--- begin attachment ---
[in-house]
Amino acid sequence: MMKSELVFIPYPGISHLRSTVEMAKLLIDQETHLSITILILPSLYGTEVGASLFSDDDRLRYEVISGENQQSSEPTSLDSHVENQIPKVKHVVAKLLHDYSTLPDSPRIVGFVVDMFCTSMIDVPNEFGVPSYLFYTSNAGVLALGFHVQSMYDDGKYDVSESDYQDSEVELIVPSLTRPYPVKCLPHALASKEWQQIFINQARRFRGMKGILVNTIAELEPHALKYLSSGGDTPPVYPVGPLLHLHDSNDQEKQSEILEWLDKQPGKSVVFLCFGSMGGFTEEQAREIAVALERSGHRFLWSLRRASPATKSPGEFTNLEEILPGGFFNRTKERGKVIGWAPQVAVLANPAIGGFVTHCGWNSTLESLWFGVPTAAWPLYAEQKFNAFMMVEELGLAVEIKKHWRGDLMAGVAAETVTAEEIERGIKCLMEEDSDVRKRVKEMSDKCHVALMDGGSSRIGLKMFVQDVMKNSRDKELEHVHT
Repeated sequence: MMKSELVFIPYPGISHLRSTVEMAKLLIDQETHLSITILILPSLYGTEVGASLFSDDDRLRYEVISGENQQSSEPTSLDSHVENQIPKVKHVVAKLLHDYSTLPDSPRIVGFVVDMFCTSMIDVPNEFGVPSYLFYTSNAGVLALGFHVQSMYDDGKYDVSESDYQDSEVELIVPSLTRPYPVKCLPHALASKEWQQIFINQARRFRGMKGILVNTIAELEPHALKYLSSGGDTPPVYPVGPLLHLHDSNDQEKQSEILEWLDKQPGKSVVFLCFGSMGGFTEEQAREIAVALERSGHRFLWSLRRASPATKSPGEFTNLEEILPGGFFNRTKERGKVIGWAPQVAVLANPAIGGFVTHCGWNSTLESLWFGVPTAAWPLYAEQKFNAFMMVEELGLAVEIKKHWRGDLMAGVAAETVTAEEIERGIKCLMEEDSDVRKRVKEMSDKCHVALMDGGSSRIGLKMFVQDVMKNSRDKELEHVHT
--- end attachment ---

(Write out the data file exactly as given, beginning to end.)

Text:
[in-house]
Amino acid sequence: MMKSELVFIPYPGISHLRSTVEMAKLLIDQETHLSITILILPSLYGTEVGASLFSDDDRLRYEVISGENQQSSEPTSLDSHVENQIPKVKHVVAKLLHDYSTLPDSPRIVGFVVDMFCTSMIDVPNEFGVPSYLFYTSNAGVLALGFHVQSMYDDGKYDVSESDYQDSEVELIVPSLTRPYPVKCLPHALASKEWQQIFINQARRFRGMKGILVNTIAELEPHALKYLSSGGDTPPVYPVGPLLHLHDSNDQEKQSEILEWLDKQPGKSVVFLCFGSMGGFTEEQAREIAVALERSGHRFLWSLRRASPATKSPGEFTNLEEILPGGFFNRTKERGKVIGWAPQVAVLANPAIGGFVTHCGWNSTLESLWFGVPTAAWPLYAEQKFNAFMMVEELGLAVEIKKHWRGDLMAGVAAETVTAEEIERGIKCLMEEDSDVRKRVKEMSDKCHVALMDGGSSRIGLKMFVQDVMKNSRDKELEHVHT
Repeated sequence: MMKSELVFIPYPGISHLRSTVEMAKLLIDQETHLSITILILPSLYGTEVGASLFSDDDRLRYEVISGENQQSSEPTSLDSHVENQIPKVKHVVAKLLHDYSTLPDSPRIVGFVVDMFCTSMIDVPNEFGVPSYLFYTSNAGVLALGFHVQSMYDDGKYDVSESDYQDSEVELIVPSLTRPYPVKCLPHALASKEWQQIFINQARRFRGMKGILVNTIAELEPHALKYLSSGGDTPPVYPVGPLLHLHDSNDQEKQSEILEWLDKQPGKSVVFLCFGSMGGFTEEQAREIAVALERSGHRFLWSLRRASPATKSPGEFTNLEEILPGGFFNRTKERGKVIGWAPQVAVLANPAIGGFVTHCGWNSTLESLWFGVPTAAWPLYAEQKFNAFMMVEELGLAVEIKKHWRGDLMAGVAAETVTAEEIERGIKCLMEEDSDVRKRVKEMSDKCHVALMDGGSSRIGLKMFVQDVMKNSRDKELEHVHT